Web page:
Note: This page has been translated by MathWorks. Click here to see

To view all translated materials including this page, select Country from the country navigator on the bottom of this page.

To view all translated materials including this page, select Country from the country navigator on the bottom of this page.

Symbolic substitution

`subs(s,old,new)`

`subs(s,new)`

`subs(s)`

Replace `a`

with `4`

in
this expression.

syms a b subs(a + b, a, 4)

ans = b + 4

Replace `a*b`

with `5`

in
this expression.

subs(a*b^2, a*b, 5)

ans = 5*b

Substitute the default variable in this expression with `a`

.
If you do not specify the variable or expression to replace, `subs`

uses
`symvar`

to find the default variable. For `x + y`

,
the default variable is `x`

.

syms x y a symvar(x + y, 1)

ans = x

Therefore, subs replaces `x`

with `a`

.

subs(x + y, a)

ans = a + y

Solve this ordinary differential equation.

syms a y(t) y = dsolve(diff(y) == -a*y)

y = C3*exp(-a*t)

Specify the values of the symbolic parameters `a`

and
`C2`

.

a = 980; C2 = 3;

Check that `y`

is not updated with these values, although the values appear
in the MATLAB Workspace.

y

y = C3*exp(-a*t)

To evaluate `y`

with the new values of `a`

and
`C2`

, use `subs`

.

subs(y)

ans = C3*exp(-980*t)

Make multiple substitutions by specifying the old and new values as vectors.

syms a b subs(cos(a) + sin(b), [a, b], [sym('alpha'), 2])

ans = sin(2) + cos(alpha)

Alternatively, for multiple substitutions, use cell arrays.

subs(cos(a) + sin(b), {a, b}, {sym('alpha'), 2})

ans = sin(2) + cos(alpha)

Replace variable `a`

in this
expression with the 3-by-3 magic square matrix. Note that the constant `1`

expands
to the 3-by-3 matrix with all its elements equal to `1`

.

syms a t subs(exp(a*t) + 1, a, -magic(3))

ans = [ exp(-8*t) + 1, exp(-t) + 1, exp(-6*t) + 1] [ exp(-3*t) + 1, exp(-5*t) + 1, exp(-7*t) + 1] [ exp(-4*t) + 1, exp(-9*t) + 1, exp(-2*t) + 1]

You can also replace an element of a vector, matrix, or array with a nonscalar value. For example, create these 2-by-2 matrices.

A = sym('A', [2,2]) B = sym('B', [2,2])

A = [ A1_1, A1_2] [ A2_1, A2_2] B = [ B1_1, B1_2] [ B2_1, B2_2]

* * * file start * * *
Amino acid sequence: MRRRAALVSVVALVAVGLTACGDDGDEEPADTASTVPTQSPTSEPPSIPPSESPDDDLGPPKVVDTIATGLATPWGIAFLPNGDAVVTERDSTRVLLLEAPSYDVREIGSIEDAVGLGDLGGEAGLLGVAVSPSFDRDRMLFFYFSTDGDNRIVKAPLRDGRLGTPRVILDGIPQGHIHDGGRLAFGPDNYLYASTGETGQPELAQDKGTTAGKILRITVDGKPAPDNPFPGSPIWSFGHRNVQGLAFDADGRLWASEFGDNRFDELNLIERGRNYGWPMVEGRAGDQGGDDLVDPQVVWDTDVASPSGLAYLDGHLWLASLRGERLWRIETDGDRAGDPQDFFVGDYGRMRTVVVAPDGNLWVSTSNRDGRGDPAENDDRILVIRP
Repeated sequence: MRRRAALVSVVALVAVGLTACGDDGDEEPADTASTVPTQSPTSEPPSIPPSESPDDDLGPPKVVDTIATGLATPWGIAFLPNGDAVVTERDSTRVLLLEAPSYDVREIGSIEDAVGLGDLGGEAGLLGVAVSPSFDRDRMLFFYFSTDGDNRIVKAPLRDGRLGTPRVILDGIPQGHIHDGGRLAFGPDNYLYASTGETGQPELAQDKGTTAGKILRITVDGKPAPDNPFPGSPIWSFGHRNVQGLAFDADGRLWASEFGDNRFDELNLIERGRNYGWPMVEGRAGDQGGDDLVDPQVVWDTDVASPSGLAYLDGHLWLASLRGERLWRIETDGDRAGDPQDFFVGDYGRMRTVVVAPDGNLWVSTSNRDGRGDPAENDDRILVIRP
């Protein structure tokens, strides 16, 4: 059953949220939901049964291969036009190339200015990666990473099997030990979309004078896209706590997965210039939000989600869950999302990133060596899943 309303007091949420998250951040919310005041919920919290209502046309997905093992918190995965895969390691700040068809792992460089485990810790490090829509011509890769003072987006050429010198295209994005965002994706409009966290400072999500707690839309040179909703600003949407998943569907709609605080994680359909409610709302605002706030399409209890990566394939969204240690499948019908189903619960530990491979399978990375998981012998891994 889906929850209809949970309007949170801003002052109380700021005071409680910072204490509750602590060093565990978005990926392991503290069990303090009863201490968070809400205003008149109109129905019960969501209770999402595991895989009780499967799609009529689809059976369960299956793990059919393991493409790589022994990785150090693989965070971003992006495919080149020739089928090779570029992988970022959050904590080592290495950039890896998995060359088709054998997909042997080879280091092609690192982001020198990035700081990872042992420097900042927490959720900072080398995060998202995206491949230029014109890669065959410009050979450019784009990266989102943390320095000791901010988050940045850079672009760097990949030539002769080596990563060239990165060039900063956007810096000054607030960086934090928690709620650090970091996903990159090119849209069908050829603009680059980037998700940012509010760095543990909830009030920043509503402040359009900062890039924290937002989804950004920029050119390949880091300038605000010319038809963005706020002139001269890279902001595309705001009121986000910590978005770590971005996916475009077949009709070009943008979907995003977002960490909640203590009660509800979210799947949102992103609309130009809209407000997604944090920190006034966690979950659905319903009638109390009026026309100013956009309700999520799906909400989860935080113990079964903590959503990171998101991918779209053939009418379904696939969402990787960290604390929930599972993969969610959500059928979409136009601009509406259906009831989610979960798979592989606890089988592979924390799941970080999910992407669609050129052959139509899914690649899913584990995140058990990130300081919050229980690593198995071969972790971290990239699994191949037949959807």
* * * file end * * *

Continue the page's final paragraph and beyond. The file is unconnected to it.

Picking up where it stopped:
Replace the first element of the matrix `A`

with
the matrix `B`

. While making this substitution, `subs`

expands
the 2-by-2 matrix `A`

into this 4-by-4 matrix.

A44 = subs(A, A(1,1), B)

A44 = [ B1_1, B1_2, A1_2, A1_2] [ B2_1, B2_2, A1_2, A1_2] [ A2_1, A2_1, A2_2, A2_2] [ A2_1, A2_1, A2_2, A2_2]

`subs`

does not let you replace a nonscalar
with a scalar.

Replace variables `x`

and `y`

with
these 2-by-2 matrices. When you make multiple substitutions involving
vectors or matrices, use cell arrays to specify the old and new values.

syms x y subs(x*y, {x, y}, {[0 1; -1 0], [1 -1; -2 1]})

ans = [ 0, -1] [ 2, 0]

Note that these substitutions are element-wise.

[0 1; -1 0].*[1 -1; -2 1]

ans = 0 -1 2 0

Eliminate variables from an equation by using the variable's value from another equation. In
the second equation, isolate the variable on the left side using
`isolate`

, and then substitute the right side with the variable in the
first equation.

First, declare the equations `eqn1`

and `eqn2`

.

syms x y eqn1 = sin(x)+y == x^2 + y^2; eqn2 = y*x == cos(x);

Isolate `y`

in `eqn2`

by using
`isolate`

.

eqn2 = isolate(eqn2,y)

eqn2 = y == cos(x)/x

Eliminate `y`

from `eqn1`

by substituting the right side
of `eqn2`

with the left side of `eqn2`

in
`eqn1`

.

eqn1 = subs(eqn1,lhs(eqn2),rhs(eqn2))

eqn1 = sin(x) + cos(x)/x == cos(x)^2/x^2 + x^2

Replace `x`

with `a`

in
this symbolic function.

syms x y a syms f(x, y) f(x, y) = x + y; f = subs(f, x, a)

f(x, y) = a + y

`subs`

replaces the values in the symbolic function formula, but does not
replace input arguments of the function.

formula(f) argnames(f)

ans = a + y ans = [ x, y]

Replace the arguments of a symbolic function explicitly.

syms x y f(x, y) = x + y; f(a, y) = subs(f, x, a); f

f(a, y) = a + y

Suppose you want to verify the solutions of this system of equations.

syms x y eqs = [x^2 + y^2 == 1, x == y]; S = solve(eqs, [x y]); S.x S.y

ans = -2^(1/2)/2 2^(1/2)/2 ans = -2^(1/2)/2 2^(1/2)/2

Verify the solutions by substituting the solutions into the original system.

isAlways(subs(eqs, S))

ans = 2×2 logical array 1 1 1 1

`subs(s,old,new)`

does not modify`s`

. To modify`s`

, use`s = subs(s,old,new)`

.If

`old`

and`new`

are both vectors or cell arrays of the same size,`subs`

replaces each element of`old`

with the corresponding element of`new`

.If

`old`

is a scalar, and`new`

is a vector or matrix, then`subs(s,old,new)`

replaces all instances of`old`

in`s`

with`new`

, performing all operations element-wise. All constant terms in`s`

are replaced with the constant multiplied by a vector or matrix of all 1s.If

`s`

is a univariate polynomial and`new`

is a numeric matrix, use`polyvalm(sym2poly(s), new)`

to evaluate`s`

as a matrix. All constant terms are replaced with the constant multiplied by an identity matrix.

Was this topic helpful?